Alzheimer’s disease is a neurodegenerative disorder that affects more than 5.3 million families in the United States each year and unleashes a path of emotional and financial heartache for patients and their families.
The disease carries an annual societal price tag of $148 billion, according to the Alzheimer’s Association. It destroys brain cells, which causes memory loss and problems with thinking, and the behavior of patients with the disease can deteriorate to the point that it affects work, lifelong hobbies and social function. Alzheimer’s gets progressively worse, and it is fatal.
Cleveland Kinney is researching an experimental drug known as bapineuzumab. UAB is participating in national and international Phase III Alzheimer’s clinical trials in which they administer the drug to patients, and there is real hope that bapineuzumab will change the underlying pathology of the disease, ultimately eradicating it from the body.
But an experimental drug known as bapineuzumab could change all that.
UAB researchers are participating in national and international Phase III Alzheimer’s clinical trials in which they administer the drug to patients every 13 weeks for 18 months, and there is real hope that bapineuzumab will change the underlying pathology of the disease, ultimately eradicating it from the body.
“There has been much effort and money put into this research, and there is real hope for Alzheimer’s patients,” says Cleveland Kinney, M.D., Ph.D., professor of psychiatry and behavioral neurobiology. “What’s so exciting about these new studies and this new drug in particular is the possibility of changing the pathology of the illness. I don’t know if we’ll ever cure it, but I think it will be managed by a cocktail of medicines and patients will be able to live a normal life.”
Bapineuzumab appears to undermine the grip the disease-causing proteins has on the brain, and that is the reason there is promise in the drug’s efficacy.
Current Alzheimer’s medications, including Aricept, Exelon and Razadyne — the three most popular cholinesterase inhibitors used to treat patients — act as managers of the disease. They maximize the remaining brain activity and slow the disease.
Bapineuzumab uses an antibody not commonly found in the patient’s blood to treat Alzheimer’s. It is designed to bind to a particular protein called beta amyloid protein, which accumulates in the brain and forms plaques related to the progression of the disease. It is hoped that bapineuzumab will attach to the beta amyloid protein in the brain and help the body remove it. Researchers also believe the drug will prevent the build up of beta amyloid protein.
“It’s particularly fascinating that as the study progresses and the plaques are dissolved, the brain shrinks because it’s getting rid of space-occupying lesions,” Kinney says. “But the patients theoretically do better over time, which means they are re-establishing connections in the brain they had lost because the plaques were there.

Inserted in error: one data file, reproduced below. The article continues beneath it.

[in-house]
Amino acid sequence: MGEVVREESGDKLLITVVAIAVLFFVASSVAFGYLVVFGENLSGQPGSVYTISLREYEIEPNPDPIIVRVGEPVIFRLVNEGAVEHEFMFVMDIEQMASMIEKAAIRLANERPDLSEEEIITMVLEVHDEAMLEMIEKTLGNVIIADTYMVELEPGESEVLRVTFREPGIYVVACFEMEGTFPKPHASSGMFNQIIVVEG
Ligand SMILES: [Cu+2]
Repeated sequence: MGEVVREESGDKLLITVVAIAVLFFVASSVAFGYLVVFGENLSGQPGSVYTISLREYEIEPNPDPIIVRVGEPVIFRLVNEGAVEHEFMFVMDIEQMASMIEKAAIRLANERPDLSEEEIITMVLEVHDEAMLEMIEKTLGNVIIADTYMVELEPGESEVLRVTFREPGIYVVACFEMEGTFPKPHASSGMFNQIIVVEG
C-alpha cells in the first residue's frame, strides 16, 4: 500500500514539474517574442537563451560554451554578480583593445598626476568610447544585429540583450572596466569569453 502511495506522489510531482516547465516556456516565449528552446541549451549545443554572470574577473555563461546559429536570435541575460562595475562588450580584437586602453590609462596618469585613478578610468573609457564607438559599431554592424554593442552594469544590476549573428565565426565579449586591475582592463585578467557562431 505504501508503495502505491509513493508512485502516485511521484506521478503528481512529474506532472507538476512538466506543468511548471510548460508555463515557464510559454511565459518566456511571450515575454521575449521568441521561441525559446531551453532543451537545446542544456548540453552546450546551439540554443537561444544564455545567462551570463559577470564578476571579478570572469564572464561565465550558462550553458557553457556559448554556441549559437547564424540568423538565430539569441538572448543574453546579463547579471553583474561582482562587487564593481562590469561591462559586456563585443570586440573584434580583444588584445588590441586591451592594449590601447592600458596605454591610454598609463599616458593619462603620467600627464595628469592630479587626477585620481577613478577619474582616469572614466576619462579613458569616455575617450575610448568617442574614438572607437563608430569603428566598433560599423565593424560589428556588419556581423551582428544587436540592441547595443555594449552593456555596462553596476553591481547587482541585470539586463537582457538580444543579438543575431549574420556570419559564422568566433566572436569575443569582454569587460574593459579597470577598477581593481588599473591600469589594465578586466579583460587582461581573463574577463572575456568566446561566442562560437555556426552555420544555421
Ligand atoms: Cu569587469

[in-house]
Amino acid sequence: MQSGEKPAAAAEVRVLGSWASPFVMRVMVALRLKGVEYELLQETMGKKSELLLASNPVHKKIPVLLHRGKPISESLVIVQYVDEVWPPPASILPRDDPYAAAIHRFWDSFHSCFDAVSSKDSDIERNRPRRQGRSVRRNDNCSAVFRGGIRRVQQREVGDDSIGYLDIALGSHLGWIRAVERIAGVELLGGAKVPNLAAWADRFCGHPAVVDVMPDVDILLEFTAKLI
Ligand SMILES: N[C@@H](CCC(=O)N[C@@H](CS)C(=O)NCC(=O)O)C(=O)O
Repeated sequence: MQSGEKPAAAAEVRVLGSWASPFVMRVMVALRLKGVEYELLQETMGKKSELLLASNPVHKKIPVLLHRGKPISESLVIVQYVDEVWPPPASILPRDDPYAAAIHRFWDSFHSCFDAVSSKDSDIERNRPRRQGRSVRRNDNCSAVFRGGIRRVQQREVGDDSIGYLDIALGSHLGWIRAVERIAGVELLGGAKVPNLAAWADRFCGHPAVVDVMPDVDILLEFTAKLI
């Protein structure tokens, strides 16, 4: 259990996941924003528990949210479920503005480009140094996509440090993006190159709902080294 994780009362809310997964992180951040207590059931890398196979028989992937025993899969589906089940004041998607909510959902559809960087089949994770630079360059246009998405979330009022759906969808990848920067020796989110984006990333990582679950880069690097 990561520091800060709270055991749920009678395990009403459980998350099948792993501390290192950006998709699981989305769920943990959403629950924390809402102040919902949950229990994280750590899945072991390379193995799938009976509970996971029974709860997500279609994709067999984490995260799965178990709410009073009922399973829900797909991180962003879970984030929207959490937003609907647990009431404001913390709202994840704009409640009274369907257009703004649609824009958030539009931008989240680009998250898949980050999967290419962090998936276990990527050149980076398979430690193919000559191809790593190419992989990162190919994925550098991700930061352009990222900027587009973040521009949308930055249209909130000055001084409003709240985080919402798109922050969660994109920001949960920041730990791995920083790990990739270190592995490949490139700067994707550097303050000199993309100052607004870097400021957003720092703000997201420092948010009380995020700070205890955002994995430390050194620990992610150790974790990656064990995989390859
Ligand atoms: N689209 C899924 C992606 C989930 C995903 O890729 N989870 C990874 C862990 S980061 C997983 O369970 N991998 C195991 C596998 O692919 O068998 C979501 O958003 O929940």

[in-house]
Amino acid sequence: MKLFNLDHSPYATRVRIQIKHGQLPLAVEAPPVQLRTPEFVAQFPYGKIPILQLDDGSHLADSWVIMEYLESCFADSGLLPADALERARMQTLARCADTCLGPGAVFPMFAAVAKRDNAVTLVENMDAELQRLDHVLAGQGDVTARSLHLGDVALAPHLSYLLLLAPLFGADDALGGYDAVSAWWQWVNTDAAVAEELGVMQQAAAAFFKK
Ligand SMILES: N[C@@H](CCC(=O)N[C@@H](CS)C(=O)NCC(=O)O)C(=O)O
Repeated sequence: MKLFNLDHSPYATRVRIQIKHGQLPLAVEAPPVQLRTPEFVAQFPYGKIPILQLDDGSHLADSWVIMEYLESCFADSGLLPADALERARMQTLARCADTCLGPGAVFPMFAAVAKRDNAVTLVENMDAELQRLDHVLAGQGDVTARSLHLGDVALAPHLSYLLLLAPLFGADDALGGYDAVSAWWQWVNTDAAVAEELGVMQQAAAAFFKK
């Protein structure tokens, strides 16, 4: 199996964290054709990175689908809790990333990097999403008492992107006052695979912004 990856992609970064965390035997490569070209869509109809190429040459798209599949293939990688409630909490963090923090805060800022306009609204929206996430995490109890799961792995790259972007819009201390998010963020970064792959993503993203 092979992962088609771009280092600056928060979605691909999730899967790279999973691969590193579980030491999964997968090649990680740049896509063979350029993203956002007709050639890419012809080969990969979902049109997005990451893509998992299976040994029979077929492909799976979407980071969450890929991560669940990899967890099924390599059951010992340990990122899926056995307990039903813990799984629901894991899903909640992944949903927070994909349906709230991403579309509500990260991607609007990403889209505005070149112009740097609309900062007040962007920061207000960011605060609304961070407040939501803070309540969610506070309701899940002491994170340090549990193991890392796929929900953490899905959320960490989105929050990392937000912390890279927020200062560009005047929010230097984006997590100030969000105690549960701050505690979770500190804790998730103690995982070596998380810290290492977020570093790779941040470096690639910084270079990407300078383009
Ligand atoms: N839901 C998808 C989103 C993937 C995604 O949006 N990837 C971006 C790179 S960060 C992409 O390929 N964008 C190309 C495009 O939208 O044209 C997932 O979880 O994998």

“If you get rid of the plaques the patients do better; the brain shrinks and the connections are re-made,” he says. “If that’s the case, that means the brain is far more plastic than anyone ever thought possible. That’s what we think is going to happen.”
The studies look at two different patient populations — those carrying what is known as apolipoprotein ε4 gene (APO ε4) alleles and those who do not. APOE contains the instructions needed to make a protein that helps carry cholesterol in the bloodstream and comes in several different forms. Three of those alleles occur more frequently than others. Dozens of studies have confirmed that the allele identified as APOE ε4 increases the risk of developing Alzheimer’s, but the way that happens is not yet understood.
Administered through infusions
Patients in the trials undergo an infusion of bapineuzumab every 13 weeks in addition to several MRI scans and neuropsychological testing. More than 100 sites in the United States are participating in the randomized study funded by Elan, but UAB is the only participating site in Alabama. Numerous sites around the world are participating in an identical study funded by Wyeth. UAB is enrolling participants in both studies.
The studies are double-blind and placebo-controlled. Sixty percent of patients enrolled in the studies will receive the drug, and 40 percent will not. Participants will be given the opportunity to receive the study drug in an extension study after the 18-month study has been completed.
UAB is in the top 25 percent in the country for enrolling participants in the studies, and more are being sought. Potential participants can call the Office of Psychiatric Research at 934-2484 to be screened. Patients currently taking Aricept, Exelon, Razadyne or other Alzheimer’s drugs will continue to take their existing medications in addition to the trial medication.
Those who are eligible to participate in the study must be between ages 50 and 88, have a diagnosis of probable Alzheimer’s disease, and have a caregiver who is willing to be involved in the study.
“Something will come out in the not too distant future that I think will be pretty miraculous,” Kinney says. “If it weren’t promising, we wouldn’t be participating in the study.”